Half of employees always or often feel exhausted and stressed according to Deloitte’s 2023 wellbeing at work study.
The research, which surveyed more than 1,000 employees,1,000 managers, and 1,000 executives, found that less than half of respondents have the time to exercise each day and to get a good nights sleep.
These wellbeing challenges are directly linked to their jobs. Deloitte’s survey observed that 40% of workers see their jobs as having a negative effect on their mental state, and one in three report that their job is damaging to their physical health.
Although leaders know that they are responsible for employee wellbeing – 72% of the executives surveyed are in favor of their bonuses being tied to their organization’s wellbeing performance – they underestimate the extent to which employees are still struggling with their health and wellbeing.
While employees report a state of disarray, executives see improvement and progress.
Clearly, organizations are asleep at the wellbeing wheel – as a result, they are risking high attrition rates.
Deloitte’s research found that 60% of employees, and three in four executives, are seriously considering quitting in search of a job with better wellbeing initiatives.
The data further suggests that workers value their wellbeing over their careers, as 84% report prioritizing their wellbeing and 74% put wellness ahead of career advancement.
Fixing the employee-employer wellbeing disconnect
Deloitte’s data shows that the disconnect between employees’ experience and employers’ attitudes towards wellbeing is not because of a lack of organizational effort or attention.
84% of the C-Suite told Deloitte that their organization has made a public commitment to office wellbeing. The issue is that just four in ten employees are aware of these commitments.
Another problem is that “many companies are failing to empower the people who are in a position to have a direct impact on workforce well-being: managers”, as stated by Deloitte’s report.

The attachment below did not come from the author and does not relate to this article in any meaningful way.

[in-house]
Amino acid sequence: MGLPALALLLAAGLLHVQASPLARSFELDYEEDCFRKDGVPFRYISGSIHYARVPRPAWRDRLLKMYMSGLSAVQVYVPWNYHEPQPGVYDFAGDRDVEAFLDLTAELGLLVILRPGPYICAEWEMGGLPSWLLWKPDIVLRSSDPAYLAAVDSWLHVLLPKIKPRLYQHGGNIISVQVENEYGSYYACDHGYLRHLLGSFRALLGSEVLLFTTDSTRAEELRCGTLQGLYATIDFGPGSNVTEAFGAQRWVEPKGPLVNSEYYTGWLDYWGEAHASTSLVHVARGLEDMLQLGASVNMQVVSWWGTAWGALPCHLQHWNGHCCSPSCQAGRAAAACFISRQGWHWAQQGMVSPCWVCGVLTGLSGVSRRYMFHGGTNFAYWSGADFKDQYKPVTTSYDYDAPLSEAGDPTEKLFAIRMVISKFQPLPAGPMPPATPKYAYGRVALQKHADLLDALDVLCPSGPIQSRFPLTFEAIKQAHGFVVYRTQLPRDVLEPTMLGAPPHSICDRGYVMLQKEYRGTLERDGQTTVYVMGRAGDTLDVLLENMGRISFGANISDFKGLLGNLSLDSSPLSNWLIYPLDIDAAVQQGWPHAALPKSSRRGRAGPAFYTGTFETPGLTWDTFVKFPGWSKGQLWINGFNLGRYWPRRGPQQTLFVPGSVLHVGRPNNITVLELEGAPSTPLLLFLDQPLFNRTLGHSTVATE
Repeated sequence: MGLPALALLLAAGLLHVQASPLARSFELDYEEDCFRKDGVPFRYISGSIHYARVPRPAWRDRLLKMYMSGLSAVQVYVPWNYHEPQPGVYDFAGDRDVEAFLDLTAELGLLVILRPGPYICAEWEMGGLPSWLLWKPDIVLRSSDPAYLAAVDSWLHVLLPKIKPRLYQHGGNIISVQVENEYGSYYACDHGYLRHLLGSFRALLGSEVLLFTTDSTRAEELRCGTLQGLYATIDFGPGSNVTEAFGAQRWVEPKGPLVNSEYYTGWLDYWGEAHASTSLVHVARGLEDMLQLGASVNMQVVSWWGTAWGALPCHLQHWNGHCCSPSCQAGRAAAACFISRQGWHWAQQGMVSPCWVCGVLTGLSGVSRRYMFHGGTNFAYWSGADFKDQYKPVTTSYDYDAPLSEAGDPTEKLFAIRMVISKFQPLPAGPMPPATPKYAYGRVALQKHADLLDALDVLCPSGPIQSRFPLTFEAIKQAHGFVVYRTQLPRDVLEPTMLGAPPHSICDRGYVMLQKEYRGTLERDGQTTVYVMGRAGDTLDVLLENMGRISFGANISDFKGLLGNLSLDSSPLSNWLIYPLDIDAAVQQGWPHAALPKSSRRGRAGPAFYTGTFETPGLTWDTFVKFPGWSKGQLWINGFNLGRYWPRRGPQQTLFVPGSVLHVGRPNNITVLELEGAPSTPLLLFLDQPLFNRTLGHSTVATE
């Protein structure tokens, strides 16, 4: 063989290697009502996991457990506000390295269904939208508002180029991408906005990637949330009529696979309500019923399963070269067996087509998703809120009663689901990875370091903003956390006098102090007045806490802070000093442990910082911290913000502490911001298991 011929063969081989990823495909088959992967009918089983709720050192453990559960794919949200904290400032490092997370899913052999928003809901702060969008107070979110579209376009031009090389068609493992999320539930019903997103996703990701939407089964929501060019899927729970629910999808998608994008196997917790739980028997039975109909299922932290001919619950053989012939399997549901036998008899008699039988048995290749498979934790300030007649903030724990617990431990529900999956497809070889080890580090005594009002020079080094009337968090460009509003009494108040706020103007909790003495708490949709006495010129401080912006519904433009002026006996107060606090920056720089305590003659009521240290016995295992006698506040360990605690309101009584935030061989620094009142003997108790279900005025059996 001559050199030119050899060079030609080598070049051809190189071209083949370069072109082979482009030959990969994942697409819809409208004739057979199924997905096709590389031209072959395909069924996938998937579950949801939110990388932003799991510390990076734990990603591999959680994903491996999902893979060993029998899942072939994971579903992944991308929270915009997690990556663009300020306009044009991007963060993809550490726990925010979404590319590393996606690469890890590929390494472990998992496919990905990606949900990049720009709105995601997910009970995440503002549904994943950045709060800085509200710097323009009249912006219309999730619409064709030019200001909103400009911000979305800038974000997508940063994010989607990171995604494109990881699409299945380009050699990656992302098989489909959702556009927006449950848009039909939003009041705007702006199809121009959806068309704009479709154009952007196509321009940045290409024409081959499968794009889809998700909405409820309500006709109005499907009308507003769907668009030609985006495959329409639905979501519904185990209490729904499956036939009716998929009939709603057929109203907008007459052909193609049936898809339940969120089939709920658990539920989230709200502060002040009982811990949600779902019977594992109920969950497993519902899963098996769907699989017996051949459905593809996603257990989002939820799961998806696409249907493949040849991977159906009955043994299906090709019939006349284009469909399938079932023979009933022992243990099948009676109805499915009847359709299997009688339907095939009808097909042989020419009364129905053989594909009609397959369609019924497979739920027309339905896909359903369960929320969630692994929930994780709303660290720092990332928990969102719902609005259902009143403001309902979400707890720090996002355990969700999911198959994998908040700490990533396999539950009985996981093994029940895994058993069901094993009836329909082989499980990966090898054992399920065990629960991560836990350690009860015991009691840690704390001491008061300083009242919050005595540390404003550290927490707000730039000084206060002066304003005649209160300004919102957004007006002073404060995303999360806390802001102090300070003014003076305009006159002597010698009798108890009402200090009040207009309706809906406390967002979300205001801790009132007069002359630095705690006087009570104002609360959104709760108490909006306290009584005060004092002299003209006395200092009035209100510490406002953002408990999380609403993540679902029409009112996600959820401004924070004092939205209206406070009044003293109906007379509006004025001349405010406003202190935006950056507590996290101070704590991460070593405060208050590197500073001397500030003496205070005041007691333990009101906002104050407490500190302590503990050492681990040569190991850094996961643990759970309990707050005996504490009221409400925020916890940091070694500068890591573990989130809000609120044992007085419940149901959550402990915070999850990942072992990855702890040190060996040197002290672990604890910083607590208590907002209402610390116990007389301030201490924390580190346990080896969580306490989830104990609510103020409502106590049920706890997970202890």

Although employees and managers agree that managers are at least partly responsible for employee wellbeing, just 54% of managers check in with employees on how they’re doing, and less than half ensure that employee workloads are reasonable (48%), make sure workers take breaks (47%), or encourage employee-use of companies’ wellbeing programs (38%).
Worst of all, just 26% of managers lead team wellbeing activities.
Nearly three quarters of managers believe they should be modeling wellness for their employees, but only 35% of workers say they have a clear picture of how their boss takes care of their own wellbeing.
The reason 32% of employee respondents feel their managers don’t care about their wellbeing is clear: managers are saying one thing and doing another.
HR, it’s time to hold managers accountable and make sure they have the tools needed to fulfill company commitments to wellbeing.
The Deloitte study concluded: “Work shouldn’t be the reason people feel exhausted, stressed, and isolated from friends and family.
“Employees should feel that they’re able to take time off and disconnect, and managers should feel capable of providing the support their team members need.
“Progress can happen, especially among organizations with leaders who are willing to take accountability for the health and wellbeing of their workforce.”
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